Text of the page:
SCARBOROUGH’s MP has welcomed today’s reversal of two tax policies previously announced in the Budget earlier this year.
Robert Goodwill MP said the moves to change VAT arrangements for hot food and mobile homes – dubbed the pasty and caravan taxes – were a good example of compromise.
Speaking today he said that it had been proposed to set a VAT rate on mobile homes bought for holiday accommodation but this had been reduced.
He added: “Follow ing representations from a number of MPs, including myself, they have announced they are going to reduce it to five per cent – that’s good news.”
Mr Goodwill added that there were greater concerns in the Yorkshire and Humber region that the move would have had a negative impact on a lot of companies in the tourist industry.
He said: “For example at the Flower of May site if you want want a van on their site you have to buy a van from them – it’d have a big effect on employment on the east coast.
“I think it’s a very welcome changein policy and it shows that where concerns are raised the Government is prepared to listen.”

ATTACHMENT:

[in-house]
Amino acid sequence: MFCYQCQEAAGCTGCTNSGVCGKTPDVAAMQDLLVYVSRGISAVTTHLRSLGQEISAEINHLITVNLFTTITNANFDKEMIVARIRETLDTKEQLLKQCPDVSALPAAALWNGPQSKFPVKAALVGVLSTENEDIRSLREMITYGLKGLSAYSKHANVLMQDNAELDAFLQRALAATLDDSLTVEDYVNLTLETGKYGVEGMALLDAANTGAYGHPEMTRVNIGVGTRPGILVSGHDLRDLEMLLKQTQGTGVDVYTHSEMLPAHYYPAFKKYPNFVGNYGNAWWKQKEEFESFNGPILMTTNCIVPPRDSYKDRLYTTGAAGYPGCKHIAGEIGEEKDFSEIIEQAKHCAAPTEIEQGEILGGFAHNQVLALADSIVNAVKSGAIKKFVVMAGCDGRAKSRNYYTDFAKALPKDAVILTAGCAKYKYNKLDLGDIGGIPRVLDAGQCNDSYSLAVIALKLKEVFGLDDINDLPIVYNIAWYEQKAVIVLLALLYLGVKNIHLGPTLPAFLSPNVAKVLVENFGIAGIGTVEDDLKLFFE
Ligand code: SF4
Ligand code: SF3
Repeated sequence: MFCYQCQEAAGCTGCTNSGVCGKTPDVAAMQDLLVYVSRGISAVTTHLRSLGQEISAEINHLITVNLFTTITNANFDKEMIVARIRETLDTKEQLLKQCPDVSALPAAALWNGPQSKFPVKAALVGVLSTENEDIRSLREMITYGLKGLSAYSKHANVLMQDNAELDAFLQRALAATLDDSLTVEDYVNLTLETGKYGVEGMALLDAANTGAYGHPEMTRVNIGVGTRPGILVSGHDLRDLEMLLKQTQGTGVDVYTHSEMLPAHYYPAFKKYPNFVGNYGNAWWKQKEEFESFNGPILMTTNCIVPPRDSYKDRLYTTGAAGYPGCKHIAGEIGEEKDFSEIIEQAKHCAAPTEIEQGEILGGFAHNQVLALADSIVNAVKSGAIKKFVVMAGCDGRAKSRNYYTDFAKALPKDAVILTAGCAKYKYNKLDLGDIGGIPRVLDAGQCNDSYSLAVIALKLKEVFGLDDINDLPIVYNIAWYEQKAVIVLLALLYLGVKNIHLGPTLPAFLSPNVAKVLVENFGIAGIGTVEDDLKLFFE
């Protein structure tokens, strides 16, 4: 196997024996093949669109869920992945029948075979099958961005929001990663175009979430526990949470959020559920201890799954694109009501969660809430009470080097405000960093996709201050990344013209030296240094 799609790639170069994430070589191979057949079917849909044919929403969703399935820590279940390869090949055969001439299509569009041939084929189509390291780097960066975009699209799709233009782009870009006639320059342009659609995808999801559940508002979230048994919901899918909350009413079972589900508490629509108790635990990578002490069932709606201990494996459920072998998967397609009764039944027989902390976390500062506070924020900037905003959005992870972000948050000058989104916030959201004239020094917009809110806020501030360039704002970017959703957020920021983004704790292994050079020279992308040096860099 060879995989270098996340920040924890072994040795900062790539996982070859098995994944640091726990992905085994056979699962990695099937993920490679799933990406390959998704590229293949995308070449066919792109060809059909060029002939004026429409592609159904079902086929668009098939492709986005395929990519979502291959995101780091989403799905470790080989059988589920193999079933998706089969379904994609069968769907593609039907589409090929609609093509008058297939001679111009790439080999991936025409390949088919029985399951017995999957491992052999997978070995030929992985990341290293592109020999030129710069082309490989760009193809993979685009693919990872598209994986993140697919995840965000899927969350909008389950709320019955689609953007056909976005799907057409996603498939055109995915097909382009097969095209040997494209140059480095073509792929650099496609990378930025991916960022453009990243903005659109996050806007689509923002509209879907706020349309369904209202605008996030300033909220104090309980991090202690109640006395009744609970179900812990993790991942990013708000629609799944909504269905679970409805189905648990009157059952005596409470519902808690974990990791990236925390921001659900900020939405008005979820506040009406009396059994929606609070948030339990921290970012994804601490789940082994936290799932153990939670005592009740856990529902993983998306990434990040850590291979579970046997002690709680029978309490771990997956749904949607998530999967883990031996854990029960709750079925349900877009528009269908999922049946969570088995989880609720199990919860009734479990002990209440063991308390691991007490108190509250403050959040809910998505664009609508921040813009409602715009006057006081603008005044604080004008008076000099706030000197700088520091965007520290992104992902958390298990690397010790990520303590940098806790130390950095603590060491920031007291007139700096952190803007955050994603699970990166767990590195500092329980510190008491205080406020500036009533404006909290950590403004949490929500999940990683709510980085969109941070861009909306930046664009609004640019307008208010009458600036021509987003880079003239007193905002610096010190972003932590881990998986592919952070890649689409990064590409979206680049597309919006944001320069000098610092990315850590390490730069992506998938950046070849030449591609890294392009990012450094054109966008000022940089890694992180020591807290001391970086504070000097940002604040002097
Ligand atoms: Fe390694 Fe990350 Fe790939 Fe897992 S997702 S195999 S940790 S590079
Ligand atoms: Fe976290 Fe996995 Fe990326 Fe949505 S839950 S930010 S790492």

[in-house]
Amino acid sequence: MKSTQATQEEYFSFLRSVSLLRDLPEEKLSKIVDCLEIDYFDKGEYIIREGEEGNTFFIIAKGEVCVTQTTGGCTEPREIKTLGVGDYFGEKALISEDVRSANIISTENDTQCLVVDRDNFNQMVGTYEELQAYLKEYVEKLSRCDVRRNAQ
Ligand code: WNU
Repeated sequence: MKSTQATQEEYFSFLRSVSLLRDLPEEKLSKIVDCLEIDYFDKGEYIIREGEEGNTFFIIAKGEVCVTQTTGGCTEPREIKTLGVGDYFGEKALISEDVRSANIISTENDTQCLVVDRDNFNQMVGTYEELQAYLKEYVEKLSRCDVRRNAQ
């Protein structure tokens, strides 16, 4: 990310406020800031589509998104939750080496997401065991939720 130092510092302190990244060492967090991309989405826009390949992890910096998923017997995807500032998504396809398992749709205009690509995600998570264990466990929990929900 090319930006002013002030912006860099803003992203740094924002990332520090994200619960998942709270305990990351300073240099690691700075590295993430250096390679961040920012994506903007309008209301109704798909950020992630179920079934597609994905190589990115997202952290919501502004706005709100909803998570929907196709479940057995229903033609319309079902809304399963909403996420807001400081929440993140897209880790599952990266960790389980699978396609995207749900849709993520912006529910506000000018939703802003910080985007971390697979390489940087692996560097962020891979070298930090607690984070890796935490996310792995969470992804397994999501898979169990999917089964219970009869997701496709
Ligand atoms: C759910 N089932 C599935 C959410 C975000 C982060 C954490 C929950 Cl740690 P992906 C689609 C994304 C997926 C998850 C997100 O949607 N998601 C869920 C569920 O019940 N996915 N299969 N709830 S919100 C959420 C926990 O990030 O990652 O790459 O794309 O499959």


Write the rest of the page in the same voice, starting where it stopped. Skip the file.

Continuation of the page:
Mr Goodwill said that the proposed “pasty tax” was a big concern in the south west of England but he did not envisage it would have had such a big effect on the local economy.
It had been proposed to imposed a 20 per cent VAT rate on baked products if they were heated – but the move attracted a groundswell of protest and today a compromise was announced.
Under today’s proposal not VAT will be charged if the pies and pasties have been heated up and allowed to cool naturally VAT would only be charged if they are kept warm or heated to order.
The MP said: “If the pasty or pie is hot because its just been made then its a zero rate but if it’s kept hot in a cabinet that will attract VAT.
“It is good news for Woodheads, Hardies, Cooplands and Greggs – it’s a reasonable compromise.”